In terms of the 20-hour test, we actually look back to February, 2020 – just before COVID made things a bit weird in the world. Tier one is for employees who have worked on average 20+ hours per week. Tier two is for employees who have worked below 20 hours on average per week.
Now, there is also discretion to look at the month of June. If you had someone start after March in your business who was employed at 1 July, they could be eligible for JobKeeper now. They wouldn’t have been working in February if they’d been hired after the 1st of March. So for cases like that, you test their average hours worked in June, which is actually pretty nice.
There is ATO discretion to be applied to alternative tests if the employee’s hours were not usual during February, 2020. Imagine things like sick leave, maternity leave, off work with an injury or something like that. We can have a look at seeking out some discretion there. Let’s say they’ve picked back up since, in hours, that might be a really good evidence to show. Then the employer must nominate which payment rate is being claimed for each employee which will be done in the JobKeeper reporting. In the initial reports, we said, “hey, look, here’s our eligible employees.” We had to list all their names. Some payroll software like Xero did a lot of the heavy lifting for you. Now, we’ll need to go and further declare which rate that people are on, including the business participant.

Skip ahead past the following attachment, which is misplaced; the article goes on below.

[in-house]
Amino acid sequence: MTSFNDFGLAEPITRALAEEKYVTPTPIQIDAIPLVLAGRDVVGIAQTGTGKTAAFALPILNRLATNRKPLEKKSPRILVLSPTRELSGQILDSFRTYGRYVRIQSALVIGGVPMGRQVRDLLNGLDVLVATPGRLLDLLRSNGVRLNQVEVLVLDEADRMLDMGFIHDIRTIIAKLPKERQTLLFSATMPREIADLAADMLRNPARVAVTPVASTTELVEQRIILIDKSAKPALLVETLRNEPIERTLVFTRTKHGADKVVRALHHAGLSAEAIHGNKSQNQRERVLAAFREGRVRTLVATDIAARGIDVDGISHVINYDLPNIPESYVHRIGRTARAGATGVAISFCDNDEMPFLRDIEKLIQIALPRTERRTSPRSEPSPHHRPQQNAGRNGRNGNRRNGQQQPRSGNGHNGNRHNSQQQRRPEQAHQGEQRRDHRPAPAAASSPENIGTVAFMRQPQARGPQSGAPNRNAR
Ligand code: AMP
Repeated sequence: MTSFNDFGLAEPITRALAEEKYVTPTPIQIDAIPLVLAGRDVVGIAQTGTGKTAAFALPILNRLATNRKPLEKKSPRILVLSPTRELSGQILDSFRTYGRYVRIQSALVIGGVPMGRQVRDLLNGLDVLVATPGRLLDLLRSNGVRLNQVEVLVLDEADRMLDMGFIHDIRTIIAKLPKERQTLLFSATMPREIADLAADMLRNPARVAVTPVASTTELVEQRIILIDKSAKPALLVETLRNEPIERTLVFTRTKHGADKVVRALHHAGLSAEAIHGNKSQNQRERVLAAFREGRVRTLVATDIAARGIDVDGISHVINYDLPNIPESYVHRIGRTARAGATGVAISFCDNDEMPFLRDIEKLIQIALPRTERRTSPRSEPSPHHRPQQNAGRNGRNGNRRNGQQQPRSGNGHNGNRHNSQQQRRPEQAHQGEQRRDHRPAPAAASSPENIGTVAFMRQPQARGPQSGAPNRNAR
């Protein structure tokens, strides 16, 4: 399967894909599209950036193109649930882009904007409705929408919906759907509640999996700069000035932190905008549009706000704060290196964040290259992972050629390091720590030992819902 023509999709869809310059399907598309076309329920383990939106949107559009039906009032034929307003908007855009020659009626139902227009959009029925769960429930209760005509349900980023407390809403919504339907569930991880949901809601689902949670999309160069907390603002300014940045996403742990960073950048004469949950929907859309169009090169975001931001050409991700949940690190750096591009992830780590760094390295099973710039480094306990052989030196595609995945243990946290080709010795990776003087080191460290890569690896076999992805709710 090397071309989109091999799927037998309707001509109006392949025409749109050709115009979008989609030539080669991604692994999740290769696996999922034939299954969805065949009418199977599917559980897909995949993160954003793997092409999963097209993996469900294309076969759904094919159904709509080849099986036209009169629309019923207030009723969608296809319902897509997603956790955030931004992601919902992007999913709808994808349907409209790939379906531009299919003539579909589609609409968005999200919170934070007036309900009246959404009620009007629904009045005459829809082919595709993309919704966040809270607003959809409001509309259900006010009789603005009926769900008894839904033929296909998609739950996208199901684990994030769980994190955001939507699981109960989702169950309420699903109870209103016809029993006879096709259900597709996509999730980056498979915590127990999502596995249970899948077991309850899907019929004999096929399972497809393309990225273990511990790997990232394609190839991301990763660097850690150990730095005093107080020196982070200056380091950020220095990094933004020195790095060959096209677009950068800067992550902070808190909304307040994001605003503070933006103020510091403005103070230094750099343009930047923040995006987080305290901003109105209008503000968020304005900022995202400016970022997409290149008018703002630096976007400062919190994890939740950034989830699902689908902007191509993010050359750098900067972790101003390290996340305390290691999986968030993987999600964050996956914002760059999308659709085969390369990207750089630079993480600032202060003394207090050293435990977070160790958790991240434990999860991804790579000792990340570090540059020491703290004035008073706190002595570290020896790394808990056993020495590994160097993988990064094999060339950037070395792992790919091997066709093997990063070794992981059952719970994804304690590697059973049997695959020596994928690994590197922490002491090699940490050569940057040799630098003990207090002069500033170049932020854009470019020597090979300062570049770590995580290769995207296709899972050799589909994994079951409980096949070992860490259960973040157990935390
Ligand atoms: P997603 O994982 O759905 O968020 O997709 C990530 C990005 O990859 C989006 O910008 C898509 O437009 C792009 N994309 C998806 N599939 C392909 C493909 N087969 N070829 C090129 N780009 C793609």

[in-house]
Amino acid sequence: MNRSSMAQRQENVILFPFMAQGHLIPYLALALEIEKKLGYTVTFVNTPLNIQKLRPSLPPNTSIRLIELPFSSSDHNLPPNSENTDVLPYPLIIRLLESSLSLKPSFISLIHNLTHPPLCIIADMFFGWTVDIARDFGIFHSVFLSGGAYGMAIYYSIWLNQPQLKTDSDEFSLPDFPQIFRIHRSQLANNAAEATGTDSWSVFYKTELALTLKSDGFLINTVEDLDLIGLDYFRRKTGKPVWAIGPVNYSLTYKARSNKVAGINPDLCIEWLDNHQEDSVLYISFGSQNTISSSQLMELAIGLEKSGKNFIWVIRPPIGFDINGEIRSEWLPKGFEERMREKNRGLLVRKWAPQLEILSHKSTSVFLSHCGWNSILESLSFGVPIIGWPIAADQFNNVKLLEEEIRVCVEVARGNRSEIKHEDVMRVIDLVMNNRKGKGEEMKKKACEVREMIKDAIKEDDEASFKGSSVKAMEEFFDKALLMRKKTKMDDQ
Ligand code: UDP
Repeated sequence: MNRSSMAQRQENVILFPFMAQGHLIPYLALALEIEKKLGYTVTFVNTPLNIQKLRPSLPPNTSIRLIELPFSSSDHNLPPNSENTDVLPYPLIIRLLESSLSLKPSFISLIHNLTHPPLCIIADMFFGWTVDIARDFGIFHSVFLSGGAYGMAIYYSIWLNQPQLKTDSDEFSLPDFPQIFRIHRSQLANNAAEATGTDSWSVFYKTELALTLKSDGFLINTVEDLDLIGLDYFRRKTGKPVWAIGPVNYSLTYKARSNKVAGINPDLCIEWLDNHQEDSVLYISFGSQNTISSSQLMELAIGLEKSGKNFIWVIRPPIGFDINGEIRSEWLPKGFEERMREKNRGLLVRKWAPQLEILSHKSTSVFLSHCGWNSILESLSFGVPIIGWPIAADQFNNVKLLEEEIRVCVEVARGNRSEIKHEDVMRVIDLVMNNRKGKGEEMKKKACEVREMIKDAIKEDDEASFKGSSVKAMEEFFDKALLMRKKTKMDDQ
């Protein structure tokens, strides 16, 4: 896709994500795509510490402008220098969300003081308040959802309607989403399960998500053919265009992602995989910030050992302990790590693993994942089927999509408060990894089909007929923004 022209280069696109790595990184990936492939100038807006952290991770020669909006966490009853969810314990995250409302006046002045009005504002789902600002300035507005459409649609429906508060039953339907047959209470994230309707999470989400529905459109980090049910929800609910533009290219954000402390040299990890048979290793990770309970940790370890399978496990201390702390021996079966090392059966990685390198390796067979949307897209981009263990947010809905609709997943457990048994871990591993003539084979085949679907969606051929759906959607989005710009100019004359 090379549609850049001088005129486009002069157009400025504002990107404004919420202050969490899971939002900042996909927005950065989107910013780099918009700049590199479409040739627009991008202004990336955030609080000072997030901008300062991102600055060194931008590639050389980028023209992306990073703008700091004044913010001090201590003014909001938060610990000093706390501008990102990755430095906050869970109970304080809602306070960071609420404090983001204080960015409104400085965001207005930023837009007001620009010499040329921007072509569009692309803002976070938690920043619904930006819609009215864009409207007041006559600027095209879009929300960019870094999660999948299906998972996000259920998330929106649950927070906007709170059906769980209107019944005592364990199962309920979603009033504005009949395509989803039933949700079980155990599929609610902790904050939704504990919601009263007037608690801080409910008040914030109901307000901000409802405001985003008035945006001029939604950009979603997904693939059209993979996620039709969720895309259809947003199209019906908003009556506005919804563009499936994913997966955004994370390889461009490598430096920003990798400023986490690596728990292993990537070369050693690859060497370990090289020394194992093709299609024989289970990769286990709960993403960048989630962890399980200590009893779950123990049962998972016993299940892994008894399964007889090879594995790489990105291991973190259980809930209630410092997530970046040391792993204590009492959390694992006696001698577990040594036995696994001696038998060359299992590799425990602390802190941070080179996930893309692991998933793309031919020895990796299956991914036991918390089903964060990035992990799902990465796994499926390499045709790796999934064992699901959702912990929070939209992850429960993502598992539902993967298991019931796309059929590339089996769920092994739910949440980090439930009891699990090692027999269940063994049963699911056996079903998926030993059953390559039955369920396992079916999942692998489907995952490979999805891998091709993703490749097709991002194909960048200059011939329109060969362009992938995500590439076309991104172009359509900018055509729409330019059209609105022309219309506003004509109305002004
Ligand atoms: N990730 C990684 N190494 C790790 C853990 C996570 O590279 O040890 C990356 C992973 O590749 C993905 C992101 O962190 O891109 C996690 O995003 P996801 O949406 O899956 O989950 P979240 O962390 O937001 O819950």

Now, if they don’t meet the 80 hour test or 20 plus hours per week, there are alternative tests. That’s where it gets a little bit complex but there are ways where they will look at your circumstances and then see whether the employee is meant to be in Tier one or Tier two. Or, if they should get paid more or not. There’s a little bit more complexity in there in drilling down whether your employee is in Tier one or Tier two.
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